The cool thing about doing a race in Florida is you are doing a race in Florida. Even though the event was over, I still had a finishers banquet, complete with fireworks, on the beach at Sand Key Park, and still had a week of vacation coming. From a triathlon point of view, I am now trying to figure out how to get back to Clearwater.

Farewell to Ironman Newfoundland 70.3  


It wasn’t long after I made my last post that rumours started to fly about the possible demise of the Ironman Newfoundland 70.3. Low turnout along with new races in Muscoka and Calgary would make it difficult to continue with the event even though it was well run, and featured an awesome course.

By mid fall, the rumours turned to fact, and Wreckhouse Entertainment put an end to their two year relationship with North American Sports, and announced there would be no 2009 event.

Having a 70.3 event so close to home made it near impossible to resist. Given the fact that I was born and raised in Corner Brook, and still had family there made the logistics of planning a trip around the event too easy to pass up.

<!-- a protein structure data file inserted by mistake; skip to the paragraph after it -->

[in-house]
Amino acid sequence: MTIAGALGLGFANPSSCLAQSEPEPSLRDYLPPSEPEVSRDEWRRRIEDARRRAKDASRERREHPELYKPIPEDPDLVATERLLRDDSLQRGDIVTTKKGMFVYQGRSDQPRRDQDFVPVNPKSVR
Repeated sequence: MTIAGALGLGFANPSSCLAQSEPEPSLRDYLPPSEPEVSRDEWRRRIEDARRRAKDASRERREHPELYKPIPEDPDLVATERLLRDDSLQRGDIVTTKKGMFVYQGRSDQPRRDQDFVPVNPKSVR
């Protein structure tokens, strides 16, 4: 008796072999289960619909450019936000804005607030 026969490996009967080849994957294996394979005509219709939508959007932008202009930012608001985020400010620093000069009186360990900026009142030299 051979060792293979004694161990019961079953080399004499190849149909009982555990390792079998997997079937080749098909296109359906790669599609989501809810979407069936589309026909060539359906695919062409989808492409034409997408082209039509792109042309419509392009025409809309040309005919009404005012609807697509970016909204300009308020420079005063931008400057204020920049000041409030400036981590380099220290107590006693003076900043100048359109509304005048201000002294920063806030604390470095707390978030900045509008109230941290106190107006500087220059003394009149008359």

Ironically, one of the factors that led to the events demise was one of the biggest draws for me. Low numbers made the chances of hooking a qualifying slot for Clearwater pretty good, but at the same time, low numbers made it difficult for the organizers to continue.

In retrospect, I felt that the 2008 event showed significant improvement, and although the numbers were only slightly better than 2007, the number of Newfoundland athletes dropped which meant that the increase in overall numbers came from athletes from away.

If the event was in danger of being discontinued, it would have been good to give it just one more try, or even make the 2009 event the last, that way, anyone who skipped 08 would have one last chance to participate in this type of race without having to travel to St. Croix, or Timberman, or Orlando. And maybe if there was just one more year, and a bump up in participants, organizers might rethink the decision, but hindsight is 20-20, and I am sure that these ideas were well considered and contemplated, and in the end, the final decision was one that the organizers could live with.

So to Steve and Mark and all the other people who made the event possible, Thanks. And to the people of Pasadena and Corner Brook who opened up their communities to athletes from all over the world, you should give yourselves a pat on the back. I have travelled to a couple of events, in different destinations, and the venue and course for the Ironman Newfoundland 70.3 was second to none, and I will miss swimming Deer Lake, and riding and running the Humber Valley.